Elmer Gantry vs. An American Tragedy: Grass-Roots vs. Trickle-Down Opera
Perhaps the novels of Sinclair Lewis and Theodore Dreiser are considered as pre-modern and démodé as H. L. Mencken in some literary salons, but they have provided fodder for a real 21st century object lesson: that there are two perpendicular paths for new operas to get up and running today. Borrowing a political/economic metaphor, I’ll call them the trickle-down path versus the grass-roots path: an opera either gets commissioned by a high-mainline institution and given the deluxe treatment in a relative jiffy; or it longanimously evolves from a private magnificent obsession, through a protracted gestation in the hinterlands, to an odds-defying coup with the media gatekeepers. Is there any real difference in aesthetic savor between the grass-roots opera and the trickle-down opera? You bet. Consider Elmer Gantry (music by Robert Aldridge, libretto by Herschel Garfein) versus An American Tragedy (music by Tobias Picker, libretto by Gene Scheer).
On January 23, I attended the New York area premiere of Gantry at Montclair State University. I had read the long piece in the previous Sunday New York Times by Jesse Green about the Homeric 17-year odyssey of this project, but had heard mixed remarks about it from people who caught excerpts of it at New York City Opera’s VOX readings in 2007 (which I attended but arrived late after Gantry ended). Well, I had the best damn time I’ve had at any new opera in years. It’s not just that Elmer Gantry is masterfully crafted; it “lands.” It works, brilliantly, as theater, yet its music never seems to “work at” it. Oddly, this last aspect got me rethinking my originally positive reaction to Tobias Picker’s An American Tragedy at the Met two seasons ago.
Composer Aldridge opens the first scene with thunderbolts of skittering energy. But instead of my snobbishly thinking, this is Copland’s Buckaroo Holiday rewritten sideways, the music utterly suspended my disbelief. You can hear the composer’s deep emotional connection with the material; you can tell he feels it deeply, he’s not just painting a portrait on commission. The orchestration is incredibly well handled, smooth as silk yet animating and supporting the story, wonderful string writing, wonderful harp writing. The insistent rhythms and ostinatos early in Gantry recalled to my mind the “Car” aria sung early in the first act by Clyde in An American Tragedy, with its relentless duple-beat ostinato. (A return trip to the aria at Saturday’s Di Capo Opera Theatre marvelous all-Picker program reinforced this memory.) I knew immediately upon first hearing this at the Met that the composer was trying to double-entendre onomatopoeically the chugga-chugga excitement of driving a motorcar in 1906 with the “bedspring” rhythm of bonking. I knew this, yet the music still didn’t hold my ear. The chugga-chugga seemed annoying rather than snake-charmering. It didn’t even seem to emanate from Clyde’s unconscious, it seemed pasted on. The Aldridge score never for a moment sounds factitious. The church hymn in Tragedy seems academic and boilerplate; the hymns in Gantry seethe with the actual religious revival feeling of the characters.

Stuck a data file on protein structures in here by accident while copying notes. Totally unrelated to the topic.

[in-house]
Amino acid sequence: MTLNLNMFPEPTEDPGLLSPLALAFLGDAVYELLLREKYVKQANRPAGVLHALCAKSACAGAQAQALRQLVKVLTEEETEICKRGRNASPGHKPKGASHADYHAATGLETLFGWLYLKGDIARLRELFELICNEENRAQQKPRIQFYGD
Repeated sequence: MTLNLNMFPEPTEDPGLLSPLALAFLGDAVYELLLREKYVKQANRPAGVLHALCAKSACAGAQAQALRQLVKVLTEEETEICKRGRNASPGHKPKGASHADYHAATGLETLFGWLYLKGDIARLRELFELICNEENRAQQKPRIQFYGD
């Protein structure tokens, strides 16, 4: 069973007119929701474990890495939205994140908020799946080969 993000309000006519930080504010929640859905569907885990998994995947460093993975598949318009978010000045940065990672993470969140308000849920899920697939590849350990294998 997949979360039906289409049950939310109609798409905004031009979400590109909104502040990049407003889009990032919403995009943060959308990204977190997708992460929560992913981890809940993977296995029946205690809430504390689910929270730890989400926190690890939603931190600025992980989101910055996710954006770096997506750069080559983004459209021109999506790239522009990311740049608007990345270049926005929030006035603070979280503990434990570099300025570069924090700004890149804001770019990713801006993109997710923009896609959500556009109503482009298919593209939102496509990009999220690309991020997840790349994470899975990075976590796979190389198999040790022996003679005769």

Garfein is also an estimable composer who orchestrates expertly: I heard parts of his Rosencrantz and Guildenstern at VOX in 2006. As librettist here he plays Boito to Aldridge’s Verdi. Gene Scheer is also a musician, and there was nothing wrong with his libretto for Picker—he compressed the post-murder portion elegantly, omitting A Place in the Sun‘s Raymond Burr hokiness—it’s just that Garfein’s dramaturgical know-how is vastly smarter and more assured. You never catch yourself having to refocus your attention in Gantry. There weren’t any supertitles but I didn’t miss them because every detail, even if not dictionally clear, was gesturally clear in Garfein’s libretto. There’s a cognoscenti suggestion afoot that if an opera’s libretto is too theatrically smooth it is somehow too “Broadway.” Yeah? The received wisdom that Lucia di Lammermoor represents relatively good operatic dramaturgy is laughable. Ending Lucia not with Lucia’s mad scene but with Edgar’s talky suicide? Talk about a (yawn) anti-climax! Even some of the laudatory reviews of Gantry sotto voce hinted that because it is smooth and well-made, it is, ergo, somehow, déclassé. Hogwash. Utter tripe and nonsense. Who gave us this complex? Pierre Boulez? Claptrap. This is avant-gardism as political correctness.
Tobias Picker is an extremely musical, natural-born composer. Like many gifted prolific composers, he can be uneven. I often find his idiom—the dreamlike interstices between tonality and atonality—otherworldly and fascinating. A violin/piano sonata, the Neruda songs: just remarkable. Emmeline, Fantastic Mr. Fox: no question, a real theatrical flair. And what a magical instrumentation he devised for that ear-splitting crescendoing unison to signal the execution at American Tragedy‘s finale! Picker can write beautifully and shake just about anything out of his sleeve. But maybe, here and there on occasion, he’s just shaking notes out of his sleeve. (So did Donizetti.)
Elmer Gantry has a palpable feeling of rooted-ness that American Tragedy, for all its high quality, lacks. Garfein and Aldridge were obsessed; they lost money; they did it because they had to do it. And it shows.
(OK, so where are the new operas based on Willa Cather novels? Her The Song of the Lark is a roman à clef about opera singer Olive Fremstad.)